ATX PSUs aren't a bad choice for 3D Printer, I have 2 of my printers running on ATX PSUs without problems. One of those even has the 5VSB and soft on/off implemented so the board itself runs from the PSU's 5V standby and 12V output can be controlled with gcode commands/Duet web UI. Been planning on implementing that to the other ATX powered printer so I could power Raspi and RAMPS from 5VSB and control 12V from Octoprint. It's also an safety feature because that would give me the ability to turn off my printers remotely if something goes wrong.

    Not sure about the idea to connect multiple printers to one PSU, in theory it should work as long as the power has enough juice to power both printers, but then again I'm not an electrical engineer so cannot say for sure.
    My atx psu is an 850watt seasonic psu, and one of my printer doesn't use a heatbed so I think its sufficient.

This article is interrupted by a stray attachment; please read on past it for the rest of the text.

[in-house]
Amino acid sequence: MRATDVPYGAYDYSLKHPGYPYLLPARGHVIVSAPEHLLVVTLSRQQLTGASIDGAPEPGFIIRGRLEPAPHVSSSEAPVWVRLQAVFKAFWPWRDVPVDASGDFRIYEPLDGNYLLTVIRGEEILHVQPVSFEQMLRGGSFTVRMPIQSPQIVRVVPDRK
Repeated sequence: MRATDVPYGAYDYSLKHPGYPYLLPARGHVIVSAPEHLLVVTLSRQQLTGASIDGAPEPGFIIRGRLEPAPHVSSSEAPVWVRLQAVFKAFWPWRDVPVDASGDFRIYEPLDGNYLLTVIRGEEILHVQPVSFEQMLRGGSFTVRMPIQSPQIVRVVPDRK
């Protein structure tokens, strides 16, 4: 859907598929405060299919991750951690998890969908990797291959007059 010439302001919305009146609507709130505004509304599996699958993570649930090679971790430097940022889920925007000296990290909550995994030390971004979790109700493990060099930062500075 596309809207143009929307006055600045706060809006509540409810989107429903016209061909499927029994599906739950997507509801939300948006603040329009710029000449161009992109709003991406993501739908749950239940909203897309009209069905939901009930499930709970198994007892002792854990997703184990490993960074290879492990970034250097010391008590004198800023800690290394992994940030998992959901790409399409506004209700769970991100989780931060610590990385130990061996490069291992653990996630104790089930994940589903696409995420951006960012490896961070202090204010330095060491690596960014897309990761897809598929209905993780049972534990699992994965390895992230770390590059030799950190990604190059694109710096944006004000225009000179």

The main reason I want to use the atx power supply is because it has 80+ platinum certification. Just trying to step up the efficiency

  6. #6
    Super Moderator curious aardvark's Avatar
    Join Date
    Jul 2014
    Posts
    6,256
    80+ platinum certification.
    which means what exactly ?

    850 watts for a printer is overkill.
    but 12 volt should be 12 volt regardless.
    If you look for power supplies for led lights you can get some serious power for a lot less than a pc psu. They are exactly the same as printer psu's just cheaper if you buy them from led lighting suppliers.

    I have no idea what a rectifier is :-)

  7. #7
    Quote Originally Posted by curious aardvark View Post